Check out this screen shot (via the music tracking site of the chart for “Thinkin Bout You,” from his new album.

And lest you think the sharp increase in popularity coincides with the release of the album, here’s another screen shot, this time of “Swim Good,” the single that was released last fall.

Suspicious, no? The track nearly doubled in popularity at the beginning of July. Of course, proving Ocean’s announcement increased his listenership (in addition to garnering him a ton of press) doesn’t prove there was an ulterior motive behind it.

So I got my hands on the album.

Take a listen to “Thinkin Bout You,” the first full-length song from Channel Orange.

The words in the first hook are simple.

I’m thinking ’bout you (Ooh no, no, no)
I’ve been thinking ’bout you (You know, know, know)
I’ve been thinking ’bout you
Do you think about me still? Do ya, do ya?

But the emotion behind them is powerful. And the words in the verses have both a cool detachment (“No, I don’t like you, I just thought you were cool enough to kick it”) and a more vulnerable, heartfelt hope:

It won’t ever get old, not in my soul, not in my spirit, keep it alive
We’ll go down this road ’til it turns from color to black and white

And despite the straight-forward commentary on the plight of the poor, I can’t help but wonder if the track “Not Just Money” was also thrown onto the album with cynics like me in mind.

Please decondition yourself
It’s not just money
It’s happiness
It’s the difference between happy, being happy or sad

Despite the poignant announcement, Channel Orange is still rife with references to things like drugs, cops, and beautiful women with “big full breasts.” But I’m eager to hear what comes next. If it’s anything like the slow jam “Bad Religion,” which includes the line “I can never make him love me,” I’m all ears… even if the “him” in the song actually refers to God and not to a lover as many have speculated.

And one thing is for sure. Marketing ploy or not… I’m glad we now live in a world where coming out can boost sales instead of crippling them.

Keep it light with Celestial Shore

Celestial Shore (photo Amado Stachenfeld)

Look at these guys. They’re totally great, right? Their “About” section on Facebook reads simply, “fRiEnDs 4oReVeR.” And somehow that nonsensical mix of numbers and letters has the grammar stickler inside me smiling instead of cringing.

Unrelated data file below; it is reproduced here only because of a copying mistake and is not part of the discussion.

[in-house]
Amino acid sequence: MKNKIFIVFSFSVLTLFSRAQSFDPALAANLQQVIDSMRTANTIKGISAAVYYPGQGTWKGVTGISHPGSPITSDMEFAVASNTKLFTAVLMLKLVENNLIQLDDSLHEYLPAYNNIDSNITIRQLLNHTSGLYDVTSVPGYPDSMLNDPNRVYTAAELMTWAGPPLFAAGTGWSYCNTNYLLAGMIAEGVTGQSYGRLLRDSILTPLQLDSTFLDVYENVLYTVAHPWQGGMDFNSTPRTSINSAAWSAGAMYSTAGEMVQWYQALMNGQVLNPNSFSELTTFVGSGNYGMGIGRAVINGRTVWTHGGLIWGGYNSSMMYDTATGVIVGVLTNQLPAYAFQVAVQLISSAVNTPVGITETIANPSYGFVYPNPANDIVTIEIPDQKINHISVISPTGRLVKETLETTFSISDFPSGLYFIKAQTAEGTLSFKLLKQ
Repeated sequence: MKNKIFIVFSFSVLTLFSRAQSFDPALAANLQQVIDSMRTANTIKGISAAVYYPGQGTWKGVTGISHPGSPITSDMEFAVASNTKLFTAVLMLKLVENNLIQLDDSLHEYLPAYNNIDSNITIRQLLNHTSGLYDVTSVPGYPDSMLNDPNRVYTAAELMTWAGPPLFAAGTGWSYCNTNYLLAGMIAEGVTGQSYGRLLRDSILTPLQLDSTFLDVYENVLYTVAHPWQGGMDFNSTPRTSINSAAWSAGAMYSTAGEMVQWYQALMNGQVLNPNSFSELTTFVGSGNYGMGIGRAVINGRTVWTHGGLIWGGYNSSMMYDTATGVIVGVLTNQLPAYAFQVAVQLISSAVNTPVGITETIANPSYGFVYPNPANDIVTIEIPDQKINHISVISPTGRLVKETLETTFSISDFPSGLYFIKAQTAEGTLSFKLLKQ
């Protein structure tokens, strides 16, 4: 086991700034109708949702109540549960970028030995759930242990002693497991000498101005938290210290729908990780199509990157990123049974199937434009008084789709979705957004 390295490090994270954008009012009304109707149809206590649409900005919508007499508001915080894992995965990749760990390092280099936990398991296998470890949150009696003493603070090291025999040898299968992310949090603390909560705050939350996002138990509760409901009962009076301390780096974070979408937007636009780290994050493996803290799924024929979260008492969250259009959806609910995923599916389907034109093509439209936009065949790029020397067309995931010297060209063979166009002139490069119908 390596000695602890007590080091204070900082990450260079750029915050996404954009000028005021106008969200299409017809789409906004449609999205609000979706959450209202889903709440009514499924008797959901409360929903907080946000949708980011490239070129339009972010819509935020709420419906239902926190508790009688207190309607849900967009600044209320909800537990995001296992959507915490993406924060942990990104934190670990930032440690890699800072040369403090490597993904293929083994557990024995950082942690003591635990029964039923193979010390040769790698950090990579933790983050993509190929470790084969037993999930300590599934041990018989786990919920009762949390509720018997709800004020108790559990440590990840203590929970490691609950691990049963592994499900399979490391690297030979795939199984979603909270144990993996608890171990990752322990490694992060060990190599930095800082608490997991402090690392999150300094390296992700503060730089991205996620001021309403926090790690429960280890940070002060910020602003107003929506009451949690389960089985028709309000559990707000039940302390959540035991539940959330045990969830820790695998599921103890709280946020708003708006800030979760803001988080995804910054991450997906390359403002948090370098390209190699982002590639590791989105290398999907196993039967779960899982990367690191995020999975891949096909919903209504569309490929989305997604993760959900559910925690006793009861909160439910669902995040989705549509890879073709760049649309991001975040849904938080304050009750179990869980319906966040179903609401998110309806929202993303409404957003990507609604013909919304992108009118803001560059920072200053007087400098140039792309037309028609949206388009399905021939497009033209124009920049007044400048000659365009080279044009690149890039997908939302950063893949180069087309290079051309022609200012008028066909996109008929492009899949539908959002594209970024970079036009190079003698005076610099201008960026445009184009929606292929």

Check them out:



Brief and delightfully upbeat, Celestial Shore’s songs rarely hit the three-minute mark, but their pleasant melodies and quirky arrangements pour out of my speakers like cool, refreshing sweet tea on a summer day.



Ski Lodge in May

Ski Lodge – The Rock Shop, May 24th

I ducked into The Rock Shop last week for just long enough to check out a compact, 30-minute set from Ski Lodge, a band that arrived at its name mostly based on “how it looked and sounded” and for its double-duty as a metaphor, says singer/lead guitarist Andrew Marr in an interview with The Deli.  “It’s like an emotional place to escape to.”

Ski Lodge (photo Dominick Mastrangelo)

Primarily the project of Marr (previously of The Clementines) recorded, Ski Lodge expands to four on stage and boasts a fun, upbeat show full (what else?) of jangly guitars and retro swagger. Marr’s choice of what to bring with him to listen to on a desert island (“maybe The Smiths – The Queen Is Dead, Beach House – Teen Dream, The Walkmen – Lisbon“) reveals a lot about his sound.

Here’s “Chandeliers”

And “A Game”

You can stream (then buy) the s/t EP here.

Pop Fest and the Return of Saturday Looks Good to Me (with New Songs!)

Saturday Looks Good to Me + Wild Moccasins + Cola Jet Set – May 18th – The Knitting Factory

Last Friday I caught some super fun acts during the second night of Pop Fest. After listening to Orca Team all week, I was bummed to miss them. (They were apparently ahead of schedule at the Knitting Factory – what?) But I did see almost all of Cola Jet Set.

Cola Jet Set (photo courtesy of artist)